I have been talking a great deal lately about the Fed’s exit from its program of buying mortgage-backed securities (MBS). Over the last 13 months the Fed has spent more than one trillion dollars—that’s $1,000,000,000,000.00—to buy these securities in order to drive up their price, thereby artificially keeping interest rates low. This program has succeeded in keeping mortgage rates in a tight spread between 4.5 percent and 5.25 percent. The classic supply-and-demand formula is to drive higher demand for anything and the price will go up. (Price and yield are the inverse of each other, which is how mortgage rates are determined.)
Since the Fed is the biggest buyer of these securities, it constitutes a majority of demand for them. However, by the end of March the Fed will exit this program, leaving the demand to organic buyers in the market. If the classic law of supply and demand holds true, we should see the price of these securities fall when the Fed exits and demand falls. This fall in price will result in an increase on the yield side, thereby raising mortgage rates.
So, what does all this mean? Is it a truly black-and-white issue? Will rates jump 1 to 2 points in response to the Fed’s exit? Well, let’s look at it from an alternative perspective. Yes, it is true that rates will increase with the Fed’s exit; however, we may see organic market forces keeping those rates in check.
The Mortgage Bankers Association has predicted that mortgage applications will be down 40 percent for 2010. If we understand the purpose of MBS, we will have a better understanding of what may happen in the next 12 to 18 months to keep mortgage rates low.
The purpose of MBS is to help refund the market: Banks close on home loans with available cash, convert these loans into MBS, and sell them to investors, thereby re-funding their coffers so that they can fund more home loans. In fact, one of the main problems that mortgage banks had at the onset of the Great Mortgage Meltdown was a lack of liquidity. Investors stopped buying MBS, which cut off the flow of new money with which to fund new loans.
We know that the Fed is exiting its buying side and that demand should fall for MBS; but, if the Mortgage Bankers Association is correct that mortgage applications (closings) are going to be down for 2010, doesn’t it stand to reason that the supply of MBS for purchase will also fall? If supply falls in step with or right behind the fall in demand, we may not see such a huge increase in rates as the media would have us think.
Now, let’s throw into the mix some of the other government incentives and look at the resulting time line. Here is the way I see it panning out over the next 12 months: Because the homebuyer tax credit is set to expire this year on June 30, I believe that anyone who is thinking of buying a home in the next 12 months will use this window of opportunity to close before the tax credit expires. This means that any transactions that would normally happen in the later part of the summer and early part of the fall will move forward into late spring and early summer. Basically, we will be borrowing against future sales, which means that demand between now and June 30 will be inflated and that demand in the fall will be down.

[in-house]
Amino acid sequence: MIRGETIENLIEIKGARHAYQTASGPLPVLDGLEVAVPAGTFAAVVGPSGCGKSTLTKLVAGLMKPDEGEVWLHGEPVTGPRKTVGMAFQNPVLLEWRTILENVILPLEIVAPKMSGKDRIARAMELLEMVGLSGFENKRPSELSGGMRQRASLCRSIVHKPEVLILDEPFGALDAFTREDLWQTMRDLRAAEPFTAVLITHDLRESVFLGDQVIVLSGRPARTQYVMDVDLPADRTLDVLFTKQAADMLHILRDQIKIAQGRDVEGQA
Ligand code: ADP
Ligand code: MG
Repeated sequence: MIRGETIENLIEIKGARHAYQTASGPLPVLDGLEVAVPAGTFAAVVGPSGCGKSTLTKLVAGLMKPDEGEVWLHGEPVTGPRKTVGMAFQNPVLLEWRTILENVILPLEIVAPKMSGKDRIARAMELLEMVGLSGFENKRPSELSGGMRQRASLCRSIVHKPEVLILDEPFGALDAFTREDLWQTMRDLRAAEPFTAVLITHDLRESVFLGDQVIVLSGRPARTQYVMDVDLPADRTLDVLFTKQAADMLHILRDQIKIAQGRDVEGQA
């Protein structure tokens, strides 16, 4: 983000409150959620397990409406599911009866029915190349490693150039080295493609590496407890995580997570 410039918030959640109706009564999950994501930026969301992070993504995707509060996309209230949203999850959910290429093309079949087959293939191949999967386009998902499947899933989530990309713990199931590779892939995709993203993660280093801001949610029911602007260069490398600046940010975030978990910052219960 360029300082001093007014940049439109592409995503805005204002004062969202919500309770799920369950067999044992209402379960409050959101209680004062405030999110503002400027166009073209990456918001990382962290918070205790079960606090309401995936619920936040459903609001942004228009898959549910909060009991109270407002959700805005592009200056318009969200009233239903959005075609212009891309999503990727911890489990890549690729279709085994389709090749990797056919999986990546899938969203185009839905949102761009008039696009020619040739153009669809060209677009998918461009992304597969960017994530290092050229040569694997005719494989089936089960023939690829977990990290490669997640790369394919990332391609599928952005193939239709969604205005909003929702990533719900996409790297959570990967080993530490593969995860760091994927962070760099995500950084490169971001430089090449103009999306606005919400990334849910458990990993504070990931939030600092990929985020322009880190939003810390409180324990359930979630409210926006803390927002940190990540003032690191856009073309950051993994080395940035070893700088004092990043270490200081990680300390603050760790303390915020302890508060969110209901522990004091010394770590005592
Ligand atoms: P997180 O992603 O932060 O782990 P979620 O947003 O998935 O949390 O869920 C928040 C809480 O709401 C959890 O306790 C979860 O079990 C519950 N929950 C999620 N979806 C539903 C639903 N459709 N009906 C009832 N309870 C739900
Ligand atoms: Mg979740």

What does this mean for the second half of the year? In my opinion, it means a huge decrease in demand for housing and a decrease in the supply of available MBS for purchase by investors. On a relevant note, most homeowners who could qualify for refinancing have already done so, which will lead to a large decrease in the number of refinance transactions for the year and, once again, reduce the supply of MBS for purchase.
The Fed is going to exit its program for buying mortgage-backed securities; and, as soon as this happens, we will see rates increase. However, once all the government incentives are gone from the market, we may see a rebound in mortgage rates to the lower side as supply comes into balance with demand. There are a couple of wild cards, however, that could derail my theory: (1) The Fed has left the window open to getting back into the market by making provision that it may from time to time as the market warrants purchase more MBS to keep the market stabilized. (2) (This may be the biggest threat.) With the midterm elections this November and as the bad news on the housing front reaches the media, the administration may create some other NON-organic incentive to help spur housing once again.
In this humble loan originator’s opinion, it is time to “yank the Band-Aid off” and let the market take care of itself. The longer the government tries to control the economy, the longer our healing time will be. As we can see, there are already fundamentals in place to, at the least, keep volatility both low and non-threatening. This is the question: Will they or won’t they?
Time will tell . . .
Supreme Lending – Austin